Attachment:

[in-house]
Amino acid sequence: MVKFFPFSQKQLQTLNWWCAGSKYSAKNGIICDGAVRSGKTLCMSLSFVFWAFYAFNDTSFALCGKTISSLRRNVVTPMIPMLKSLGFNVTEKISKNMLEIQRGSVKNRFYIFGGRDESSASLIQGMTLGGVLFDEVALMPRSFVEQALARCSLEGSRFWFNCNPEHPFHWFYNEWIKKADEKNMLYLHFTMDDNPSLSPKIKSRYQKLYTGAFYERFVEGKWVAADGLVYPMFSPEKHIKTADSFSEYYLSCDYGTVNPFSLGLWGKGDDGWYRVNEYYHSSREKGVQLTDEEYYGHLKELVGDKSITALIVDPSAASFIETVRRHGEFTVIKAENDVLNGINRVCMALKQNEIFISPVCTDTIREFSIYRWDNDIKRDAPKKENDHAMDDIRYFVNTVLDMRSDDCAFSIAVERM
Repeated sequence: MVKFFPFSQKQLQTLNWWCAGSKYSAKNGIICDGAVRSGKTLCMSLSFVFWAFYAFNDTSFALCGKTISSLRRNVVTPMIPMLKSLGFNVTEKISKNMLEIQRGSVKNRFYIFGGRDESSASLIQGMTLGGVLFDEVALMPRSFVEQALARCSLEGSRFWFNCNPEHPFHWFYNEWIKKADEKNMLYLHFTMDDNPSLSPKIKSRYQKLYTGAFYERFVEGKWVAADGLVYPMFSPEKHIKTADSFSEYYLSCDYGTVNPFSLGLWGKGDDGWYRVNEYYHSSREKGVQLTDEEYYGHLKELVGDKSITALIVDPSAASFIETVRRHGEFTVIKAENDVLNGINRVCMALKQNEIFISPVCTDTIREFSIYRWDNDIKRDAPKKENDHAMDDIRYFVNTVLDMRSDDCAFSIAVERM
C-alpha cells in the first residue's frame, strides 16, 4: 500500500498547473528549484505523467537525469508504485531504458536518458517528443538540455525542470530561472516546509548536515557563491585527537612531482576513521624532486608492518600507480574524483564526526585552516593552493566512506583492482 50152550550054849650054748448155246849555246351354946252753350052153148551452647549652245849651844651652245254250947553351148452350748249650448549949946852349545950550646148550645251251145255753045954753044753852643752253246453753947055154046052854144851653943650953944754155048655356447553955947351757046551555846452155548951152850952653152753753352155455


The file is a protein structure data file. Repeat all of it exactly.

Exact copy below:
[in-house]
Amino acid sequence: MVKFFPFSQKQLQTLNWWCAGSKYSAKNGIICDGAVRSGKTLCMSLSFVFWAFYAFNDTSFALCGKTISSLRRNVVTPMIPMLKSLGFNVTEKISKNMLEIQRGSVKNRFYIFGGRDESSASLIQGMTLGGVLFDEVALMPRSFVEQALARCSLEGSRFWFNCNPEHPFHWFYNEWIKKADEKNMLYLHFTMDDNPSLSPKIKSRYQKLYTGAFYERFVEGKWVAADGLVYPMFSPEKHIKTADSFSEYYLSCDYGTVNPFSLGLWGKGDDGWYRVNEYYHSSREKGVQLTDEEYYGHLKELVGDKSITALIVDPSAASFIETVRRHGEFTVIKAENDVLNGINRVCMALKQNEIFISPVCTDTIREFSIYRWDNDIKRDAPKKENDHAMDDIRYFVNTVLDMRSDDCAFSIAVERM
Repeated sequence: MVKFFPFSQKQLQTLNWWCAGSKYSAKNGIICDGAVRSGKTLCMSLSFVFWAFYAFNDTSFALCGKTISSLRRNVVTPMIPMLKSLGFNVTEKISKNMLEIQRGSVKNRFYIFGGRDESSASLIQGMTLGGVLFDEVALMPRSFVEQALARCSLEGSRFWFNCNPEHPFHWFYNEWIKKADEKNMLYLHFTMDDNPSLSPKIKSRYQKLYTGAFYERFVEGKWVAADGLVYPMFSPEKHIKTADSFSEYYLSCDYGTVNPFSLGLWGKGDDGWYRVNEYYHSSREKGVQLTDEEYYGHLKELVGDKSITALIVDPSAASFIETVRRHGEFTVIKAENDVLNGINRVCMALKQNEIFISPVCTDTIREFSIYRWDNDIKRDAPKKENDHAMDDIRYFVNTVLDMRSDDCAFSIAVERM
C-alpha cells in the first residue's frame, strides 16, 4: 500500500498547473528549484505523467537525469508504485531504458536518458517528443538540455525542470530561472516546509548536515557563491585527537612531482576513521624532486608492518600507480574524483564526526585552516593552493566512506583492482 50152550550054849650054748448155246849555246351354946252753350052153148551452647549652245849651844651652245254250947553351148452350748249650448549949946852349545950550646148550645251251145255753045954753044753852643752253246453753947055154046052854144851653943650953944754155048655356447553955947351757046551555846452155548951152850952653152753753352155455